When Draper moved from The Vicarage to another house in Stevington she assisted in the removal and "the same night, by the direction of Dorothy Kins, took up a pan of coals and carried them into a chamber where the said John Draper and the said Dorothy were, and there set the coals down and left the said John and Dorothy in the said chamber and shut the door after her. And she, this Deponent, with the said Mary (the same person that is now called Mary Draper) and the maid servant lay in another bed in the next chamber, those two being the only beds that were then set up in the said house and the next morning this Deponent did see the said John Draper and the same Dorothy come out of the same Chamber where she left them the night before and she, this Deponent, did afterwards help the said Dorothy to make the bed in the said chamber and did, by the prints in the same, observe that two persons had been in bed thee and the said Dorothy told this deponent that she, the said Dorothy, must make the man's side because he was difficult".
Finally, Ann deposed that she had seen a letter written by Mary Draper in which she was the daughter of a minister who preached at Banbury called John Draper. Draper also told Ann that when she spoke of Dorothy Kins she must call her Mrs. Draper.
The Evidence of Ann Barr
Ann, wife of John Barr, deceased, labourer, testified that she was hired as a servant by John Draper eleven or twelve years before and that she stayed with him for three years. During that time Dorothy Kins was in the habit if visiting and staying for two or three days at a time. She made and warmed Dorothy's and Draper's beds "but did never observe the prints of two people in either of the said beds". However: "And she further deposes that the said John Draper and the said Dorothy do now cohabit and live together in his house at Stevington and so have done for several years last past".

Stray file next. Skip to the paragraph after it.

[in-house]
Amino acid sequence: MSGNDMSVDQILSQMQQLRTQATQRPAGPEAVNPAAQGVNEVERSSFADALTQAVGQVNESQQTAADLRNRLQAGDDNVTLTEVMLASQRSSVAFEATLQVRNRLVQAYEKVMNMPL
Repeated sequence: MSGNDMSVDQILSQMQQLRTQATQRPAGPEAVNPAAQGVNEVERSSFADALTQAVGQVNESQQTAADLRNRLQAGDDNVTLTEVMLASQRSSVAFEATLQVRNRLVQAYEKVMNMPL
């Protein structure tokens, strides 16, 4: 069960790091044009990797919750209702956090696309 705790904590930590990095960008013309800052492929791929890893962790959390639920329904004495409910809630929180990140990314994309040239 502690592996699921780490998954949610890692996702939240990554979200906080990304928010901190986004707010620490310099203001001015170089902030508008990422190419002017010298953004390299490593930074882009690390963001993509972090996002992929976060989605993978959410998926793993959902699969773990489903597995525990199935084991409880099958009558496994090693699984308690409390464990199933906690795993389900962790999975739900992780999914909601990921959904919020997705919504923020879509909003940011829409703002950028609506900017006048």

The Evidence of Ann Osborn
Ann, wife of John Osborn of Wootton, dairyman, testified that she had been hired as a servant by John Draper about seven years before and continued in his service for five years. During all that time Dorothy Kins lived at the house and Ann took them to be husband and wife. She had never seen them in bed together but saw by the prints that two people had shared the same bed.
The Evidence of Robert Stratton
Robert Stratton of Stevington, lacemaker, had been hired as a servant by John Draper five years before. He had continued to be so for three years during which Dorothy Kins had lived with Draper as his wife. He had seen the prints of two people in the same bed. He had also heard Mary Smart call John Draper father and he call her daughter.